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Are Parental Consent Orders worthwhile?

Do Parental Consent Orders work?

I have been separated from my ex for approx. 18 months. My 3 children reside full time with me and one of my children (16) is mentally disabled.

My ex often disrupts my son's education or programs that I have in place to develop his potential. His school teachers have approached me and requested that I get some court orders as they can see how the disruption affects my son. It usually happens when my Ex's family is in town, otherwise he's not that interested. He has refused to pay any support and the CSA are now in the process of putting in place the system of garnishing his wage.

I am happy for my ex to have custody of my son every other w/end or something similar, as well as, some school holiday time etc but I'm in 2 minds about going through the distress and expense of consent orders.

On the one hand, it's not like it's going to go away when he turns 18, he will need ongoing care and support for the rest of his life. My ex previously got charged with Domestic Violence but because my disabled son was the only witness the judge said that she couldn't charge him.

I have been told that consent orders can be a waste of time. That if the parent decides not to uphold them that nothing can be done. I asked the police what would happen if my ex just took my child. They said they would do nothing unless they felt the child was in danger. A lawyer told my mother that consent orders give virtually no protection against any parent walking into the classroom and taking the child.

I can't believe that. Why would people then bother? Any advice or previous experience would be greatly appreciated.

Thanks.
The vast majority of people cooperate around family arrangements after separation and that is when Parenting Plans work well… Where parents do not cooperate it becomes far more difficult. The Police officer you spoke to was mostly correct. There are a number of stations (Particularly) in the country areas that will go and intervene in family matters especially where the community is small and close knit. Otherwise where there are no court orders there is nothing that can be enforced.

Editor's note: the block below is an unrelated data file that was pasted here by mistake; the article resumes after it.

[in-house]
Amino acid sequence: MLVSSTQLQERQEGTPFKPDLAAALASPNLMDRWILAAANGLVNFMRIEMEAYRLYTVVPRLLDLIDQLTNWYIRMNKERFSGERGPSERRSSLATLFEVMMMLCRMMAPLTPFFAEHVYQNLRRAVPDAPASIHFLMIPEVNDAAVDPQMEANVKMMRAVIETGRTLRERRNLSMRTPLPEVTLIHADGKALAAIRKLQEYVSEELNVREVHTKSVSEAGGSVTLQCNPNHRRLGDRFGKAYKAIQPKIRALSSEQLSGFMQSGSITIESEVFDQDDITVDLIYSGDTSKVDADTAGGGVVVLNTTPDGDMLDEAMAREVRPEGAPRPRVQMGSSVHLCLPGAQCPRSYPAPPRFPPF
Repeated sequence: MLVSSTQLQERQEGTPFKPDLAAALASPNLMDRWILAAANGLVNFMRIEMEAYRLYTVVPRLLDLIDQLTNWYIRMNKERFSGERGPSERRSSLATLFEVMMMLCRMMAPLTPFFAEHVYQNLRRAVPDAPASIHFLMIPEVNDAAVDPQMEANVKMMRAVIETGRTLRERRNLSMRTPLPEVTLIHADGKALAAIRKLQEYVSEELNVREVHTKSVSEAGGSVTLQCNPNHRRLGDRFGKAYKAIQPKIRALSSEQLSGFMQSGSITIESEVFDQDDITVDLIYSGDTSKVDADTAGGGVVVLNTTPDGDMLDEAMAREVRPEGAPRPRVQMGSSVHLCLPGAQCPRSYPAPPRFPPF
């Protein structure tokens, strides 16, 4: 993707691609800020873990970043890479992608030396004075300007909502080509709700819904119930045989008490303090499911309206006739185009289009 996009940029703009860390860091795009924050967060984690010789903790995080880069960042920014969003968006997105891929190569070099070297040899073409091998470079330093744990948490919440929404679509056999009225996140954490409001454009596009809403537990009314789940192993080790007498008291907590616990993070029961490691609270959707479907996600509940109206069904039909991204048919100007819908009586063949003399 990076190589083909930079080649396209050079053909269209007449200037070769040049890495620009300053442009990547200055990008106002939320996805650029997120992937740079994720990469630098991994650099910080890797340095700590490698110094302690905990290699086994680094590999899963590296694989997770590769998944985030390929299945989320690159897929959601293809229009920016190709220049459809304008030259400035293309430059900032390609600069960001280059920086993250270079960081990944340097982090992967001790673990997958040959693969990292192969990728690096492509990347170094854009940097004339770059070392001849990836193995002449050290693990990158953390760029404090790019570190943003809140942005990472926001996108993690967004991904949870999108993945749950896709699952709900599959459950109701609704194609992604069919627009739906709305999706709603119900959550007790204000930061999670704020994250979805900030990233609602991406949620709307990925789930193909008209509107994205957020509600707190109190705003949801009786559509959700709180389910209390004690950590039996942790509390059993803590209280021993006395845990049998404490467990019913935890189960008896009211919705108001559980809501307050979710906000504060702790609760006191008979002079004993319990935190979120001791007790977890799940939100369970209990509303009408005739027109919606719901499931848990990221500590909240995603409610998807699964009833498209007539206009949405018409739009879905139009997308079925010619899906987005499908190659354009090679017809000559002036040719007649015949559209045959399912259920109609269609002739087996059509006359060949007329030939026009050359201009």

The Search facility on the site will show much of what you need. Take a good look around. There are tens of thousands of resource pages here.

Executive Secretary - Shared Parenting Council of Australia
 Was my post helpful? If so, please let others know about the FamilyLawWebGuide whenever you see the opportunity
 
Even if there are court orders involved the police can not assist, its the federal police that need to be contacted (Breach of Court Orders)

Parental agreeements can be submitted to the courts to make them legally binding - your best bet is to go througha  mediation session and let them do all the paper work, sign off, submitting.
KTH said
Parental agreeements can be submitted to the courts to make them legally binding
Parenting Agreements or Parenting Plans CANNOT be submitted to the Courts.

Consent Orders can be registered (sealed) and are legally binding.

There is a great deal of legal difference between, plans, agreements and orders.